I have seen underground houses on the TV and some of them are just beautiful works of art and arcitectural masterpieces but they are uncommon and probably very, very expensive.
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  #3  
Old 03-04-2007, 03:35 AM
lazybratsche lazybratsche is offline
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Well, local geography might make it impractical or impossible. My parents' house, for example, backs up to a marshy area. The basement, were it to exist, would extend below the 10-year flood plane. There could be other issues as well: rocky ground, shallow water table, etc.
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  #4  
Old 03-04-2007, 03:39 AM
boytyperanma boytyperanma is offline
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It gets very expensive to dig deeper and you run into more issues.

The equipment commonly used for excavating residential basements has limitations on how deep it can dig easily.
The deeper you go the wider the original whole is going to be or more time and money will have to be spent shoring up the ground around your pit.
Likelihood of hitting bedrock and having to blast increases.
If water tables aren't already an issue they can become one by going deeper.

If you manage build your multistory underground structure you then have to deal with other issues.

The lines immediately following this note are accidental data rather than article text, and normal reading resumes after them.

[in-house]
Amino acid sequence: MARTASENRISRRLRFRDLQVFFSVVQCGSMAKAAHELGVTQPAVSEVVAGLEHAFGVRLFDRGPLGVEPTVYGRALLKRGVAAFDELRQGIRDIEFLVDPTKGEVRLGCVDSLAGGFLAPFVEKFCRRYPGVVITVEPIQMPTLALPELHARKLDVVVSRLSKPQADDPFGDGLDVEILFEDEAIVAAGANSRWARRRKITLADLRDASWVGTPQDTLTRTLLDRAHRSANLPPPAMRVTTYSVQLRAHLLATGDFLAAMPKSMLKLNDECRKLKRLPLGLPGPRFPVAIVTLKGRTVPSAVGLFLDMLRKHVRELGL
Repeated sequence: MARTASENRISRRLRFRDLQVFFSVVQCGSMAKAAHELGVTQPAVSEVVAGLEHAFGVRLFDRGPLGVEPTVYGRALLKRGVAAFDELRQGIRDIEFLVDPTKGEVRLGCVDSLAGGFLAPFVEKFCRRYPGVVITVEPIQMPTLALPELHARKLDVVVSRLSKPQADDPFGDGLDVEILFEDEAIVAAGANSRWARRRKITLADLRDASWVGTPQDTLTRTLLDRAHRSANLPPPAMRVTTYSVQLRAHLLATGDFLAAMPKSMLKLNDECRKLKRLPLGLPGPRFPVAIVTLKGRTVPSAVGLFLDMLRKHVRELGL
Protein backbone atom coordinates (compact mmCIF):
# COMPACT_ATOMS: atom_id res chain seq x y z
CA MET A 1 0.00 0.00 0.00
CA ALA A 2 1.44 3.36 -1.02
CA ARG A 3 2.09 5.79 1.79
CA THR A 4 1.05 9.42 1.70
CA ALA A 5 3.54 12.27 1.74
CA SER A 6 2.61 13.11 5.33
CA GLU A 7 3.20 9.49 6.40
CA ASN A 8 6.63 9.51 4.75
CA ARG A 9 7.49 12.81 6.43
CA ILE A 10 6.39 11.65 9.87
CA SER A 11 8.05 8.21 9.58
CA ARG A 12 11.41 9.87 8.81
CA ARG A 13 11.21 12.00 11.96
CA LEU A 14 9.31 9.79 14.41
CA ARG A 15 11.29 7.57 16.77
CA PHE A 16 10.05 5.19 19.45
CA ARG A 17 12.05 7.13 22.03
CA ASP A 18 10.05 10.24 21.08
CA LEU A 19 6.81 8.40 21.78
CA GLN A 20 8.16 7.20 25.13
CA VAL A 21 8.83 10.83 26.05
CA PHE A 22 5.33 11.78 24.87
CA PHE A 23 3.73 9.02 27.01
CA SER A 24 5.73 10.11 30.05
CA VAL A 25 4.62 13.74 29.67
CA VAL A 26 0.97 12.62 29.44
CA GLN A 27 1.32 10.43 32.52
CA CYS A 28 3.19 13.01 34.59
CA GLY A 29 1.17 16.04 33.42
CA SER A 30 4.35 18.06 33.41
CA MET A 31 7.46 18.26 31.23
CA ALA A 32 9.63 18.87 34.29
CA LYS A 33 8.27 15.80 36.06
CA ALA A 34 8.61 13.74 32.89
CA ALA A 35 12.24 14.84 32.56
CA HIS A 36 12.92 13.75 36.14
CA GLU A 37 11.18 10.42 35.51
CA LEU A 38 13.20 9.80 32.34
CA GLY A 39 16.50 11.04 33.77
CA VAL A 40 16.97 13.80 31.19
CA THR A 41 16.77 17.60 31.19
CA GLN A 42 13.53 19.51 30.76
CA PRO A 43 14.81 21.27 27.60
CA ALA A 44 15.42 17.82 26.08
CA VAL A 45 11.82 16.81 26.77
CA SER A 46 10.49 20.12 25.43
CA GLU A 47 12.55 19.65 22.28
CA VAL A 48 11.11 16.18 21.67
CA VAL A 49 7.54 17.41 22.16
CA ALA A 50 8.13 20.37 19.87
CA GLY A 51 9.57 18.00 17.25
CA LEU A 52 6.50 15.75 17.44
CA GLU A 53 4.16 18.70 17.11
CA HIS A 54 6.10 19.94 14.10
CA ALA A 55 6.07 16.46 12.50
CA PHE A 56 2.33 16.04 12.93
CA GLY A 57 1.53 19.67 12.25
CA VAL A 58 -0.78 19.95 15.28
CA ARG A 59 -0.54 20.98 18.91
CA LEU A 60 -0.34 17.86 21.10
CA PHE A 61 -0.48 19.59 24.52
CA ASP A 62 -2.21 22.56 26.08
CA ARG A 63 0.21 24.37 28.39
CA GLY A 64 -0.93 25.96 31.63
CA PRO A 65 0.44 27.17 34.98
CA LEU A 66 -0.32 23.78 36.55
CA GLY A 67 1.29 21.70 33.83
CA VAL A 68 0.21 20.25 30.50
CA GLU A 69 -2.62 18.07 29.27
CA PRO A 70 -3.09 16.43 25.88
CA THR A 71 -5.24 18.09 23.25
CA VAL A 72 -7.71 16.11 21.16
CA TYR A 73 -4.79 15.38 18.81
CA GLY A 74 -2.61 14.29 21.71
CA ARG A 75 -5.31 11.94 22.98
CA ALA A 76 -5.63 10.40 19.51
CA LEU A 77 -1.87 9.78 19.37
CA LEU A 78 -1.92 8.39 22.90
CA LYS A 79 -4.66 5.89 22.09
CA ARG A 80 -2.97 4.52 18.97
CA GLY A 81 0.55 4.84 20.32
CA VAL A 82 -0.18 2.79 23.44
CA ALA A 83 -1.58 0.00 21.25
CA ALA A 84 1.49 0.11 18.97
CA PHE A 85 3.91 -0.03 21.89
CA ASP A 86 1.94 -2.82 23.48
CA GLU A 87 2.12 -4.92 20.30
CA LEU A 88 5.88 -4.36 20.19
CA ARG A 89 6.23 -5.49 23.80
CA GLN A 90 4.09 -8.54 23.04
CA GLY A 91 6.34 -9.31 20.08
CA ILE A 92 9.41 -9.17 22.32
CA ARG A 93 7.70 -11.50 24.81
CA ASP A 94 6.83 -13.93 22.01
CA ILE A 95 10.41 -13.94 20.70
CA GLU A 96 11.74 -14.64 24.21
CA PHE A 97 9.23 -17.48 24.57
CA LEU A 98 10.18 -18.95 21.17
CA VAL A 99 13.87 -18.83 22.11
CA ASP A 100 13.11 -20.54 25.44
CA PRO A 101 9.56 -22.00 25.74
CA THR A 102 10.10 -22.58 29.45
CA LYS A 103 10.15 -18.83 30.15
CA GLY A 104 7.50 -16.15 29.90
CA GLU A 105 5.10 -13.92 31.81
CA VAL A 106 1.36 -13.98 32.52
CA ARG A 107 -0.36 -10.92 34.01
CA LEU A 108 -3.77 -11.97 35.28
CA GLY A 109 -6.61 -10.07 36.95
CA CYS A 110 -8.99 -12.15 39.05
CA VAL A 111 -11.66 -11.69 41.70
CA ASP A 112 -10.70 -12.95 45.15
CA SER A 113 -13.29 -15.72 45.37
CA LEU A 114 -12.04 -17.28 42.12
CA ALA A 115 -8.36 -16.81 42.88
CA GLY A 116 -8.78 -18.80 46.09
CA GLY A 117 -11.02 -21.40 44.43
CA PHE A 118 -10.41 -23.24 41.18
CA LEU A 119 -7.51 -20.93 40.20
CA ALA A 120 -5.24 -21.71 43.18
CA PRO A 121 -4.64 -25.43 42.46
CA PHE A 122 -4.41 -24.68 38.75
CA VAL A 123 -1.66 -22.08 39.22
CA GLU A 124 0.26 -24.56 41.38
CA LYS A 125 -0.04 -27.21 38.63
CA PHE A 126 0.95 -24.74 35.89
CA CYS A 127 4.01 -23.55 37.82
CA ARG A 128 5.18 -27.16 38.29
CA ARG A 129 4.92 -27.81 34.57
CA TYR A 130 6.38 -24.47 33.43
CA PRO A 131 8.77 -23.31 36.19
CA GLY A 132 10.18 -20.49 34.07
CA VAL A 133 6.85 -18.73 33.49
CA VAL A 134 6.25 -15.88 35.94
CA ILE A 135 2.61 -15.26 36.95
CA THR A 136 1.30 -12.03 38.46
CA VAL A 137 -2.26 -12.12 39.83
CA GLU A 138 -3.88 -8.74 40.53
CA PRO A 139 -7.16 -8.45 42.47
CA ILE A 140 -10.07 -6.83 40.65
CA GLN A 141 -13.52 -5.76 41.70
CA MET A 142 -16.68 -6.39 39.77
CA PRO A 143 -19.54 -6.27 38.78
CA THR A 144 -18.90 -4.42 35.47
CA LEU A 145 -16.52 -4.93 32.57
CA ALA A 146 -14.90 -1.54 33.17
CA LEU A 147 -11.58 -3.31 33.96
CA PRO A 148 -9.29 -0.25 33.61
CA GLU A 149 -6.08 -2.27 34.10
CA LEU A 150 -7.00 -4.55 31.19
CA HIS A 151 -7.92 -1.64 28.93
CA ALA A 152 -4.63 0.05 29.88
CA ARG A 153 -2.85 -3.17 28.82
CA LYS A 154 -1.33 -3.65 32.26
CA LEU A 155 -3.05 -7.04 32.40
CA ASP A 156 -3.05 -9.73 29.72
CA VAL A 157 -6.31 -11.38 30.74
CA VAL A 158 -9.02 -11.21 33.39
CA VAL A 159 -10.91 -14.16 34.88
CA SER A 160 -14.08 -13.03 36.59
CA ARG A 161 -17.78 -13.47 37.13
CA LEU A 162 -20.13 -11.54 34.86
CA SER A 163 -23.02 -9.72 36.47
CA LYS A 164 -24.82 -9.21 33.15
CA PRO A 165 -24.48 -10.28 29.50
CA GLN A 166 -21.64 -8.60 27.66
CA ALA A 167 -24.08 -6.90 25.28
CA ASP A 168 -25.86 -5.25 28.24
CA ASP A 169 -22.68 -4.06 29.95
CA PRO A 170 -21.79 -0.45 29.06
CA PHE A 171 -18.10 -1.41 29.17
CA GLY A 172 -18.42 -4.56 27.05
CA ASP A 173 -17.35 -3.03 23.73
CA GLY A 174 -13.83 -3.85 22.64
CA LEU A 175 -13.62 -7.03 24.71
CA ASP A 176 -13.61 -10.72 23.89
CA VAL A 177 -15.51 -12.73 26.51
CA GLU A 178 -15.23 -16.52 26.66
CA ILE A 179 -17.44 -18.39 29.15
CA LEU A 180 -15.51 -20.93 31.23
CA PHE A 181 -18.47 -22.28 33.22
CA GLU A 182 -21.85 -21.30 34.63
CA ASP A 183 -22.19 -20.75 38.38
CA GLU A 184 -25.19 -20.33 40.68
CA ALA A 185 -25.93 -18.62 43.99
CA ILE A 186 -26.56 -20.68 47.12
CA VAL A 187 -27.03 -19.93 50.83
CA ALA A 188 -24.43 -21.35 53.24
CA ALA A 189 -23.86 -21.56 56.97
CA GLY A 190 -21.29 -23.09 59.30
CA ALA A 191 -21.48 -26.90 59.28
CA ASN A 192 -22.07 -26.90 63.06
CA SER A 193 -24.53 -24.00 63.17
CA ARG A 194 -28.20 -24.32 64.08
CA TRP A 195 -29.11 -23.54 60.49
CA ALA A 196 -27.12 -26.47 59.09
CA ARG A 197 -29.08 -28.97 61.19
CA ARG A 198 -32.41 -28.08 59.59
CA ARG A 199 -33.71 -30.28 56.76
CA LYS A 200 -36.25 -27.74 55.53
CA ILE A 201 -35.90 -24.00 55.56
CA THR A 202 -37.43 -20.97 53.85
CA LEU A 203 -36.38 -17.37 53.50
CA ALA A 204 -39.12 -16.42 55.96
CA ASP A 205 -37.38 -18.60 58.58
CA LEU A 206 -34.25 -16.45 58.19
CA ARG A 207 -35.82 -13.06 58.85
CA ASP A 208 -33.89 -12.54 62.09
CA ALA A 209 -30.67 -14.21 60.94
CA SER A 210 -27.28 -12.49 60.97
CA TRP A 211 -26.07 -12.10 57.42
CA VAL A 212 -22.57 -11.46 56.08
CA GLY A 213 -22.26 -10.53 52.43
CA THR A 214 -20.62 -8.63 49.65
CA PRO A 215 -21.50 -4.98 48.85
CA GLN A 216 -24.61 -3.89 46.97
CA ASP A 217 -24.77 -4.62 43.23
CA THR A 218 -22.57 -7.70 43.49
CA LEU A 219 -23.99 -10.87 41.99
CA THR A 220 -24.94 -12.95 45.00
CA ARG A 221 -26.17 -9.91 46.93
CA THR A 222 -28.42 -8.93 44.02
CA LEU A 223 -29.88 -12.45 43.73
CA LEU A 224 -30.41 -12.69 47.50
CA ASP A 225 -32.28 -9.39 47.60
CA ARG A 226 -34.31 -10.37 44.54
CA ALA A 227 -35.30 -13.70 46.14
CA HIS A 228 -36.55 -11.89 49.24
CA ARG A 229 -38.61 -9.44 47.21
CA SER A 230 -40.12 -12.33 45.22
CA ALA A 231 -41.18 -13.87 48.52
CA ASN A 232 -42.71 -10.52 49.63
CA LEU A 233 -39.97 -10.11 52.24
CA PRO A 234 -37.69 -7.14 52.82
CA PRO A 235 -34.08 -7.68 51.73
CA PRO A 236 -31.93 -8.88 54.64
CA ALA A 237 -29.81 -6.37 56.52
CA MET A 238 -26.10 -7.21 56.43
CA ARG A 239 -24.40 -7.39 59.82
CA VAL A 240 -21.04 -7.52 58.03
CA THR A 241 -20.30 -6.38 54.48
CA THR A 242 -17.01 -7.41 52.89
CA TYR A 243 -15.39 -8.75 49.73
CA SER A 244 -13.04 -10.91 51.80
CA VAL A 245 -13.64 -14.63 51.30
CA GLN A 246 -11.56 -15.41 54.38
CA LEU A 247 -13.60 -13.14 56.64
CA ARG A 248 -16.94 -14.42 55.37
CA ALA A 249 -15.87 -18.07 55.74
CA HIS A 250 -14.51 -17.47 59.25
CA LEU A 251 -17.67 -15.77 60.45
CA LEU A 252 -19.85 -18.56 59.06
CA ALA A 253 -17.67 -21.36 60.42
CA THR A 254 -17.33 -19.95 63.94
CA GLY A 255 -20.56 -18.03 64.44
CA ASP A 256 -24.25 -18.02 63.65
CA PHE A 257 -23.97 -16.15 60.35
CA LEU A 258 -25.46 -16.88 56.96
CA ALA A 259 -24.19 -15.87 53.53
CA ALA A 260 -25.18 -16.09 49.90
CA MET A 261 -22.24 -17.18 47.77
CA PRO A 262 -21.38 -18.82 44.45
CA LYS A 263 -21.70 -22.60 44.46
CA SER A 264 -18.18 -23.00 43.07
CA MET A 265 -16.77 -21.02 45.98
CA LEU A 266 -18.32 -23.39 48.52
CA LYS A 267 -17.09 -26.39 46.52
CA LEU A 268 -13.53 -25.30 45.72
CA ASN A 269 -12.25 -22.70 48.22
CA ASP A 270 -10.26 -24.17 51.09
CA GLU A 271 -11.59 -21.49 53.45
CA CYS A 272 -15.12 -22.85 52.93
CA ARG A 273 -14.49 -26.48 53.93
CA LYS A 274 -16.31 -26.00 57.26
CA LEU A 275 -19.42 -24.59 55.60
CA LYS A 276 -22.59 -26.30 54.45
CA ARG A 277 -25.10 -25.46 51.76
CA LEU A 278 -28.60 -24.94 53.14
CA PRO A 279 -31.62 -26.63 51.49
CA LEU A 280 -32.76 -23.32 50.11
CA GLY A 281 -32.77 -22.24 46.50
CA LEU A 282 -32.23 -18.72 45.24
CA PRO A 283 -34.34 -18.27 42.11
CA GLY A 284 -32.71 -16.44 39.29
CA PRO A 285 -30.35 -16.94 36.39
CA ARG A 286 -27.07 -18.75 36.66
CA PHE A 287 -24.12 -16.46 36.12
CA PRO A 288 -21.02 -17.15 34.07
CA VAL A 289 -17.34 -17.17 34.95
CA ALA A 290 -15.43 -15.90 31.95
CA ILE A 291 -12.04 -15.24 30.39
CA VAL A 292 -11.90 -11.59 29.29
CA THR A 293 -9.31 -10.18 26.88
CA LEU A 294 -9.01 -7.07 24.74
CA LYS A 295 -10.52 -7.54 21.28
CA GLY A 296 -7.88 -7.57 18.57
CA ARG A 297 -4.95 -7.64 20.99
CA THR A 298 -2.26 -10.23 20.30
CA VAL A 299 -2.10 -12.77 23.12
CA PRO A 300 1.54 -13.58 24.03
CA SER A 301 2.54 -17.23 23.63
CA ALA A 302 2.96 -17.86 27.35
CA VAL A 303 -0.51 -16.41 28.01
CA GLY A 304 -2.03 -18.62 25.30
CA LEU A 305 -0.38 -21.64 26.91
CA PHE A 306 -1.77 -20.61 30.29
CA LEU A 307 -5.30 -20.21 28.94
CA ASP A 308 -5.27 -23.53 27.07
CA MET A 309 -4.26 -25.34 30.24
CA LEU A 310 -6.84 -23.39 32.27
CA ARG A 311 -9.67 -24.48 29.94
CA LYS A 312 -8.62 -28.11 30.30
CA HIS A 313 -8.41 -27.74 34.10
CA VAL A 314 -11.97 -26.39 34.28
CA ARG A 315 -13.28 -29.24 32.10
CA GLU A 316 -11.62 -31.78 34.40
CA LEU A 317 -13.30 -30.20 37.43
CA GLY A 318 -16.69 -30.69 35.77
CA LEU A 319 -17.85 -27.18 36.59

It is dark. It has no windows. More lights more ongoing cost.
It is cold. A basement is the most expensive area of a house to heat.(though it would save a bit on AC.)
It is wet. Moisture will always be an issue. More expensive steps can be taken in the construction phase to combat it but there will always be the raised possibility or mold or water damage.
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  #5  
Old 03-04-2007, 04:36 AM
NinetyWt NinetyWt is offline
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Quote:
Originally Posted by lazybratsche
flood plane.
Flood plain. As in the rain-in-spain-stays-mainly-on-the-plain.

Here we have a lot of expansive clay soils. Basements are prohibitively expensive due to these soils. Also many 'burbs have height restrictions on buildings.
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  #6  
Old 03-04-2007, 09:08 AM
Booker57 Booker57 is offline
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Fire.

Jumping out a window is possable, not so easy to crawll up thru the dirt.
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  #7  
Old 03-04-2007, 09:32 AM
seenidog seenidog is offline